Look at this picture. You’ll probably see many things in it and wonder what it’s a picture of. It’s actually a picture of part of the wall on the front of my house, next to my porch. Yes, I do have an outlet on my porch, so that’s what you see. You’ll notice the – and + signs on the outlet, too, since it’s a 12v outlet, and if you put the plug in upside down it would be bad. You’ll also notice that they put in the outlet after they had already cemented the walls, so they had to fix up the cement, which makes it look not quite as nice. And you’ll notice the teal paint splops from when they painted my windows after doing the cementing, too. See? There are lots of things to notice in this picture.
But when I look at this picture, the thing I notice most is the mark of acceptance. That’s the pink spot you also notice in the picture.
You see, when I moved into my house, that pink spot wasn’t on my wall. But one day one of my host mom’s daughters came over to use my nail polish. . .
Yes, here they also have nail polish. But maybe it’s because it’s so dry here most of the year, or maybe it’s because the nail polish sold here is of low quality, but when they open the bottle to polish their nails, they don’t leave the bottle open while they’re polishing, but they put a finger over the top of the bottle to close it so that it won’t dry out while they’re using it.
So that’s what she did when I let her use my pink nail polish as we sat on my porch. And then, like normal, when she was done polishing her nails, she scooted over to my wall and wiped her finger (that had gotten polish on it from closing the bottle with that finger) on my wall. Hence the pink spot on my wall.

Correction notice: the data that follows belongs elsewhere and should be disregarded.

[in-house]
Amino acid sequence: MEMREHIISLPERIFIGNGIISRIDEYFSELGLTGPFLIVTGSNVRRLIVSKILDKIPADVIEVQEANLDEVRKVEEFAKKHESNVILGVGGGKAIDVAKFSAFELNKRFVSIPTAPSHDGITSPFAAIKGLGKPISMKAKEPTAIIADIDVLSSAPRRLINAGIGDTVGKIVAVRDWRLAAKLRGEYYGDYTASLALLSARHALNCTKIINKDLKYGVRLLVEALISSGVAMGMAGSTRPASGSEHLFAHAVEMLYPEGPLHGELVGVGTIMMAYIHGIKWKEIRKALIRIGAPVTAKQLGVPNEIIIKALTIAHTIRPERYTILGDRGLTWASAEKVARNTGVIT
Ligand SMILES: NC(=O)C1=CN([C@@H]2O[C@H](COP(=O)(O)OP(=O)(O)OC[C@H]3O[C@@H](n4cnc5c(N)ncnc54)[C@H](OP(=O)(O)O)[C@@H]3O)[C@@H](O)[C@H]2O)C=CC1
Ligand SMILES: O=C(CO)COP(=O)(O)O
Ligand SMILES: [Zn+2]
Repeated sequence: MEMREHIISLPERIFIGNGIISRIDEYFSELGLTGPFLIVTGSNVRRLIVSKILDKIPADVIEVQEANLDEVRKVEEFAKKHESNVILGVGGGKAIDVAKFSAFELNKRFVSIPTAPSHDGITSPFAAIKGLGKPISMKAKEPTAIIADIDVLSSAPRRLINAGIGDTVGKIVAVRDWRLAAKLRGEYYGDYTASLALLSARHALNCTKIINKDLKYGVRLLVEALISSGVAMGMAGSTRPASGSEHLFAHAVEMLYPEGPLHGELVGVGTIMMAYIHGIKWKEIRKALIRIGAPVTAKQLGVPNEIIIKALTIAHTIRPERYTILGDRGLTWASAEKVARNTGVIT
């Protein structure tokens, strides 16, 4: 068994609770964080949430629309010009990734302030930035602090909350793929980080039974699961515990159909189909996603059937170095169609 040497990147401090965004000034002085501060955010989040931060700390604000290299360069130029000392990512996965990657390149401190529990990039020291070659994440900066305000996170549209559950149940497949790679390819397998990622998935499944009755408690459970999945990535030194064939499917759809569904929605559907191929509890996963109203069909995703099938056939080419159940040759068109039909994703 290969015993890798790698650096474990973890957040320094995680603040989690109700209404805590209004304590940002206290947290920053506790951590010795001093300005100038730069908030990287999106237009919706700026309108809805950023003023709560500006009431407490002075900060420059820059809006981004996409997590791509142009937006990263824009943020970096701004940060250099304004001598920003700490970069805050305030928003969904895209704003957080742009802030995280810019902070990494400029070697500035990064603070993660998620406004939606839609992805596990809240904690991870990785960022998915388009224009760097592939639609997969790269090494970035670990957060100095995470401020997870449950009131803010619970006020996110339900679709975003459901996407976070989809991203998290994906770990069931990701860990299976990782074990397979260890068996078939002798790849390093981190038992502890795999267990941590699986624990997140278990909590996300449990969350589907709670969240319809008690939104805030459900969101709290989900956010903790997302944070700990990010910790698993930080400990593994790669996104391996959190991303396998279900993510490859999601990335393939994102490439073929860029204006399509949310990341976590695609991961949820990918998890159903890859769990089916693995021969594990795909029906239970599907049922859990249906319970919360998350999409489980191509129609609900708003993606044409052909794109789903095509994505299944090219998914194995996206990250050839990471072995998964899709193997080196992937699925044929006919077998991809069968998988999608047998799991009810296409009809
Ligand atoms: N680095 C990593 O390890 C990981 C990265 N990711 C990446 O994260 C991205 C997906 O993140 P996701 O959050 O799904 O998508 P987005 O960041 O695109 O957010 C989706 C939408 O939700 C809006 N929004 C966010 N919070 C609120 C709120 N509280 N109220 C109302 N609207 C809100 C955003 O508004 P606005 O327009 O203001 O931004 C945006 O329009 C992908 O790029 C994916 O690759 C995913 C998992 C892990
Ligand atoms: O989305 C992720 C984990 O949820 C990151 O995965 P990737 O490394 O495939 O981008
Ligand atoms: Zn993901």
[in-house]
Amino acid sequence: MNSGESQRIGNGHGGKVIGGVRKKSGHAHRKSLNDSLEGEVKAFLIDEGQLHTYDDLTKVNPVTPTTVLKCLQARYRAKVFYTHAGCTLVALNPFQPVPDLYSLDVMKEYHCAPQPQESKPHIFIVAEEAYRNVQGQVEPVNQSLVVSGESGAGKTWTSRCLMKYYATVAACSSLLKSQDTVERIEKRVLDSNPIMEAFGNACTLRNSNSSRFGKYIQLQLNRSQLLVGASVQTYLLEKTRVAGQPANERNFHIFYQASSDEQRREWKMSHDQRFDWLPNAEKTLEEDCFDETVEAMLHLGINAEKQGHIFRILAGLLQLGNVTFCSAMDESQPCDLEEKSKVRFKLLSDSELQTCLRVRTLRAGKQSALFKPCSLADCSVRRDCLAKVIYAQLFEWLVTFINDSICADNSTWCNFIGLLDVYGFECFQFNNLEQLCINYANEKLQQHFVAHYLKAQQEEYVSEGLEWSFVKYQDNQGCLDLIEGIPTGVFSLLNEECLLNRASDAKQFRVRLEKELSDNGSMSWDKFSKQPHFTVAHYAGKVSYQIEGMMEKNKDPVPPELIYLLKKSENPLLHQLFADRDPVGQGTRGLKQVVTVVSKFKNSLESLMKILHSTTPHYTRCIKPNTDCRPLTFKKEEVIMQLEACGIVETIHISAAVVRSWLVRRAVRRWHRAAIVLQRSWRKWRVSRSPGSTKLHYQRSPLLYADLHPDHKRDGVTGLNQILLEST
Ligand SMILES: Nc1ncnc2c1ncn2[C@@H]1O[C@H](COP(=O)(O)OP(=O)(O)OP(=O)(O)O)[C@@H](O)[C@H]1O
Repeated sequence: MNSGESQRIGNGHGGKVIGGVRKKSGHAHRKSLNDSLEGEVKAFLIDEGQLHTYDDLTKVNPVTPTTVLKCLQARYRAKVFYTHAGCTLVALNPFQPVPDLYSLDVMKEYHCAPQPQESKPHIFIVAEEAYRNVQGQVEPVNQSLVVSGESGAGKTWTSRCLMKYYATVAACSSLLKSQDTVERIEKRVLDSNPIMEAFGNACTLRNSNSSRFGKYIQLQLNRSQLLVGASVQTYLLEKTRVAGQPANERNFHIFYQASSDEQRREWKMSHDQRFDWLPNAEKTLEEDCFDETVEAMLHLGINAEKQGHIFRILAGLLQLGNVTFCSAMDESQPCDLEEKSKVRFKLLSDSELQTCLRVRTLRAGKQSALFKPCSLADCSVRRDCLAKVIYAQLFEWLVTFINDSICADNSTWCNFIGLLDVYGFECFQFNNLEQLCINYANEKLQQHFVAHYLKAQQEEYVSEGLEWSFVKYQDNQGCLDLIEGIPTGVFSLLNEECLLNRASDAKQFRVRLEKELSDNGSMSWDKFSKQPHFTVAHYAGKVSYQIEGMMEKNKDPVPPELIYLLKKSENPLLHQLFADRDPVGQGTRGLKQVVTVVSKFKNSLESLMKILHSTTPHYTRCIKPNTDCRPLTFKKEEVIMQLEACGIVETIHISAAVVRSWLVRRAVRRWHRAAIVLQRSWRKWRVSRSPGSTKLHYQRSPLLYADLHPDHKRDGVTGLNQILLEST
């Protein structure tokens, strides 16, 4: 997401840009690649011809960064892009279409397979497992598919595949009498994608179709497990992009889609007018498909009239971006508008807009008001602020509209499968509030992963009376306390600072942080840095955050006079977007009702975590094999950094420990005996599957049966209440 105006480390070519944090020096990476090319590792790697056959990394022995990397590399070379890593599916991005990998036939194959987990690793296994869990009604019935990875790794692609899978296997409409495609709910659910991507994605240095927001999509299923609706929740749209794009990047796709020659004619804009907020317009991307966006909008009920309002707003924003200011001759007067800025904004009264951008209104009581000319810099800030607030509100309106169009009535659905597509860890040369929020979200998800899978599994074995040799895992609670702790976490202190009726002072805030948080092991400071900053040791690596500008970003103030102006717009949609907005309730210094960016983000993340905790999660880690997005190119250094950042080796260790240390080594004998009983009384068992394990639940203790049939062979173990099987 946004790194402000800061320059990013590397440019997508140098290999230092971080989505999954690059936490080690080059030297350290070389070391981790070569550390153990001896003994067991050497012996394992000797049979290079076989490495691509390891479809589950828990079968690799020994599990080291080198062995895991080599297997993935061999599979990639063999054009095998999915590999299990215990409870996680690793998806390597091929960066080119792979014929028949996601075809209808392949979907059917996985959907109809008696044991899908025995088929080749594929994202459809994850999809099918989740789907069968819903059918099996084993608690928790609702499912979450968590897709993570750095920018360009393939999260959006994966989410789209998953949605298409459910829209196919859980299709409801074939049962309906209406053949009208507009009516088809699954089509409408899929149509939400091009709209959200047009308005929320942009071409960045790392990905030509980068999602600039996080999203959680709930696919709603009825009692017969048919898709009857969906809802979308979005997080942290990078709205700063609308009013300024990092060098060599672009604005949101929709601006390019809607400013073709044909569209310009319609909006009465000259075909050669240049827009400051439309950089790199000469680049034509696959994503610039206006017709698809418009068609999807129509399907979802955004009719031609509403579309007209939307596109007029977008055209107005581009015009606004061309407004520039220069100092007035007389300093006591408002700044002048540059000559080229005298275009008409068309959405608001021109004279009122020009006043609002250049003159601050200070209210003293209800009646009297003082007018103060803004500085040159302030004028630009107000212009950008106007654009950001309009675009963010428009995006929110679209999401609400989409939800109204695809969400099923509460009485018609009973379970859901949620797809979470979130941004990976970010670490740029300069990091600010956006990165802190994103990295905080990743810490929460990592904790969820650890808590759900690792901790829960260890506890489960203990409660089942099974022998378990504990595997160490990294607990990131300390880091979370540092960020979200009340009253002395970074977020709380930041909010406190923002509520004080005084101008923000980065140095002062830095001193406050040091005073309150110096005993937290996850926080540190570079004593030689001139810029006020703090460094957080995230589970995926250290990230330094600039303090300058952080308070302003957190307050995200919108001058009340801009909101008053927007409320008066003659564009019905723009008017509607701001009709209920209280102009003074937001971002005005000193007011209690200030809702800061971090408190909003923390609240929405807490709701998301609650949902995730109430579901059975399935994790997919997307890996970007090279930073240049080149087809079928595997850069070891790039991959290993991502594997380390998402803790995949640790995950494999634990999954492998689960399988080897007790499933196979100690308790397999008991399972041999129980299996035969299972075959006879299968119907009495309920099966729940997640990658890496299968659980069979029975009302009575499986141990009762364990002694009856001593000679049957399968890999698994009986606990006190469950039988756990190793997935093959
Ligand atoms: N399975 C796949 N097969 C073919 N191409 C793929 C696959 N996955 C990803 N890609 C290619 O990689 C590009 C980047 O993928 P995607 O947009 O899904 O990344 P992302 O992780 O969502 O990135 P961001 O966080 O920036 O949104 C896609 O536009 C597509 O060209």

And that’s why I call it a “mark of acceptance.” It’s easy for people to keep their distance and be on their best behavior around new people, right? (Think of that new family down the street or the new people in church. Or remember when you were the new people and were really on your best behavior!) It’s only around people that we feel comfortable with that we do whatever we’d normally do, right?
If that new person is someone of a much higher social class, which is what people here in Burkina Faso automatically see any white person as, there is even more the desire to be on your best behavior. So the fact that she didn’t even think twice before smearing her nail polish on my new wall made me feel accepted – like she wasn’t afraid of me or wanting to impress me, but just making herself at home.
So you see? Even though I now have a bit of pink nail polish on my wall, which I will still be around whenever you come to visit, I wouldn’t change it for a clean wall. It makes me smile when I see it, reminding me that I am getting accepted as a normal part of life, and they’re willing to live their normal life around me. I’m accepted! And that’s writing on the wall that’s worth reading.